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Alex Building – Swansea

A centre piece for the refurbishment of the Alex building, the Glass Beacon is located in the central tower of the original Old Swansea Central Library, home to Swansea College of Art’s celebrated centre for glass education since 1935.

Collaboratively designed by staff and students, the Glass Beacon incorporates a spectrum of contemporary glasses, from hand cut, mouth blown sheets to experimentally waterjet cut components.

The AGC managed the project’s manufacture, bonding the entire scheme over 12 laminated backing sheets. After its installation, sandblasted and fire polished makers marks designed by students and alumni were retrofitted with VHB tape.

Vertical stained glass banners hanging from the ceiling of a high-ceilinged tower room, catching the light from the windows.

Coloured light from stained glass banners projects against the white walls of the tower room in the Alex Building.

Three sets of stained glass supported by vertical transparent panels stands close to windows where they catch the light.

Merthyr Tydfil – Redhouse

Redhouse Cymru is a centre for the arts and creative industries in the heart of Merthyr Tydfil.

Formerly the Old Town Hall, a magnificent Victorian Grade II listed building, Redhouse Cymru is the culmination of an extensive redevelopment programme.

The AGC undertook the restoration and glazing of over 100 Victorian leaded lights, many of which were severely damaged or lost entirely. Original glass patterns, authentic lead profiles and handmade roundels were used throughout. Missing areas of original paintwork were recreated, including a stained glass portrait of Queen Victoria at the centre of the main glazing scheme in the grand entrance.

The elaborate late Victorian exterior of the old town hall, made of red brick and orange terracotta.

A grand Victorian staircase dominated by a large mullioned stained glass window.

A stained glass window with flower motifs, a green-and-purple colour palette, the dates 1837 and 1897, and a small image of Queen Victoria in the central panel.

Swansea – Y Fforwm Library

Y Fforwm library is part of the latest UWTSD campus development on the Swansea Waterfront and incorporates artwork undertaken by the student body.

This first floor decorative glass balustrade was designed by Stacey Mead, BA Surface Pattern Design student at Swansea College of Art. The continuous pattern, inspired by the dock’s water side environment, runs across 14 metre square, 25mm thick laminated glass panels.

The AGC worked with closely with Stacey, assisting in project management, the production of stencils and sandblasting the final design.

Creating work for commercial use is daunting task and the team at the AGC gave me the confidence to complete a high level final piece. The team also produced my final work which now takes pride of place in the new SA1 Campus Library. In short I could not have produced such a high quality piece without the AGC and will always be grateful that I had the opportunity to work with them.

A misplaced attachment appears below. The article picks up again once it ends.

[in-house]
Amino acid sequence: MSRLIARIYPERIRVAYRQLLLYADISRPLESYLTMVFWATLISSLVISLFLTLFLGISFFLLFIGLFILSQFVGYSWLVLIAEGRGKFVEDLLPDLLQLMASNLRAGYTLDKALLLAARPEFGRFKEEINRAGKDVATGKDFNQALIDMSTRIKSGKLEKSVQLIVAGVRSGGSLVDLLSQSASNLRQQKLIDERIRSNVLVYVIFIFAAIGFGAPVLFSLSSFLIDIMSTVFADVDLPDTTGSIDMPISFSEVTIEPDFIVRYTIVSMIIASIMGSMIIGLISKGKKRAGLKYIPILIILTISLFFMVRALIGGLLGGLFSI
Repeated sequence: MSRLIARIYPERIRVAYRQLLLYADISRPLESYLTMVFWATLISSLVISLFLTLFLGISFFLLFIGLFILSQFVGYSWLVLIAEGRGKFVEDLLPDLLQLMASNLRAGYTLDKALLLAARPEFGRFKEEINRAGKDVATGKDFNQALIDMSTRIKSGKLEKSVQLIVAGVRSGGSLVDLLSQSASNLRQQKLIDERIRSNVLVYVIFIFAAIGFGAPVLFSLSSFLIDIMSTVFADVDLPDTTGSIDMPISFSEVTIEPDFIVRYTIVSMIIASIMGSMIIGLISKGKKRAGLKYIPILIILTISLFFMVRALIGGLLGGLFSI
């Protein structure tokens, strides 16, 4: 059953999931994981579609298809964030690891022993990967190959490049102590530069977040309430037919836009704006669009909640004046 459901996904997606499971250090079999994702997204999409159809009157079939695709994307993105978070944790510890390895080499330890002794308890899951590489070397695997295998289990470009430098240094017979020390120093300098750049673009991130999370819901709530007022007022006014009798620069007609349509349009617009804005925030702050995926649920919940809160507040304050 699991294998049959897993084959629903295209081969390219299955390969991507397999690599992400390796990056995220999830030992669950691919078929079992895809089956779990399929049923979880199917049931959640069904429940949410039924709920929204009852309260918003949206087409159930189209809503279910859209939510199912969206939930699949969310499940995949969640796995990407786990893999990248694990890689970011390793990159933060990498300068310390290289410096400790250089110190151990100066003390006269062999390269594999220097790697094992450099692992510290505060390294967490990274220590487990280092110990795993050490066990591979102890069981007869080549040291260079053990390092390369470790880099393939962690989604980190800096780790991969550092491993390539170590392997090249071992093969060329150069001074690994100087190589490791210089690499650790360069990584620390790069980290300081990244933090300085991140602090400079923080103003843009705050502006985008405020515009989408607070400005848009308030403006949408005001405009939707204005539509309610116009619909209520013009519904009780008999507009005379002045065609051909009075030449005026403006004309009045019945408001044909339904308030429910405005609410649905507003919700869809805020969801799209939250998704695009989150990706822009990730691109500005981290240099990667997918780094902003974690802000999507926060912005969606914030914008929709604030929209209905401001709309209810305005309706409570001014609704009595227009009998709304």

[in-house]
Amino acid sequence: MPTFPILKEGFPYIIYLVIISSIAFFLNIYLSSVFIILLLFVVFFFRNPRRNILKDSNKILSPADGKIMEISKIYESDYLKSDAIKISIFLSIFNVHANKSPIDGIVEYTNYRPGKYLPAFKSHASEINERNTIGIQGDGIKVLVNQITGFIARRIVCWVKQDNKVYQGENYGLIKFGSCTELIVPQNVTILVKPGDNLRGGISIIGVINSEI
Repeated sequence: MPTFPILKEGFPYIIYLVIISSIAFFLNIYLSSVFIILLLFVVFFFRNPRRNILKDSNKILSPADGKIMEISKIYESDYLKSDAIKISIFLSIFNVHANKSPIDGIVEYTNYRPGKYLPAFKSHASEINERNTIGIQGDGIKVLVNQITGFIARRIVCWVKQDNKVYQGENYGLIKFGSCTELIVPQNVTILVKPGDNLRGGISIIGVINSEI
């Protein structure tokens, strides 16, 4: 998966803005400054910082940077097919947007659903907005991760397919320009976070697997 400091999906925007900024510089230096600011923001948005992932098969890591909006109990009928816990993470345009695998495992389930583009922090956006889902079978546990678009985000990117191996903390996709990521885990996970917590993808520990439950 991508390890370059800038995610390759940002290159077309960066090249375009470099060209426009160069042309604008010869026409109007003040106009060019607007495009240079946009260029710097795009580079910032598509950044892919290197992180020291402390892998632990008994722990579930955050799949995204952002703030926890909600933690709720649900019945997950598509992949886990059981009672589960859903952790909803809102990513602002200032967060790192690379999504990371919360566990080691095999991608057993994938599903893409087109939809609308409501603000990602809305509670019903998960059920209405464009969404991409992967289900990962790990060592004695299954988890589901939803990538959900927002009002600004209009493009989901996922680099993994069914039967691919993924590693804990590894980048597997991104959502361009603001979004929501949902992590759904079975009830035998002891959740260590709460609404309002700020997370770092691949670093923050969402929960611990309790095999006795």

Stacey Mead

Armchairs on a mezzanine in front of a glass panel decorated with white wriggly lines.

A close-up of the glass balustrade. It is transparent but decorated by off-white lines like scribbles.

Another close-up on the glass balustrade.

St David's – Mold

In 1966, celebrated Welsh artist-craftsman Jonah Jones created an imposing dalle de verre scheme for the Church of the Resurrection of Our Saviour in Morfa Nefyn, on the Llŷn peninsula. When the church was closed for demolition, the AGC removed the scheme, transporting it to our workshop where the panels were individually restored for relocation to St. David’s Church in Mold.

The scheme consists of 12 windows, each composed of two panels over a metre and a half high, constructed from fragments of inch-thick coloured glass slabs set into a resin matrix.

Damaged and missing areas of glass and resin were repaired and replaced, and blocks of coloured glass were fused to replace colours that couldn’t be sourced commercially. Our in-house waterjet cutting facilities allowed us to precision cut the replacement dalles to fit exactly into their cast resin openings. One of the base panels had completely failed due to structural issues and was rebuilt as an almost exact copy of the original.

Oblong windows containing from bright, modern stain glass cut in abstract shapes.

A view from a different angle of the modern stained glass created by the Architectural Glass Centre.

A final view of the new stained glass panels coloured in trailing red at the top and crosses of blue, green and yellow at the bottom.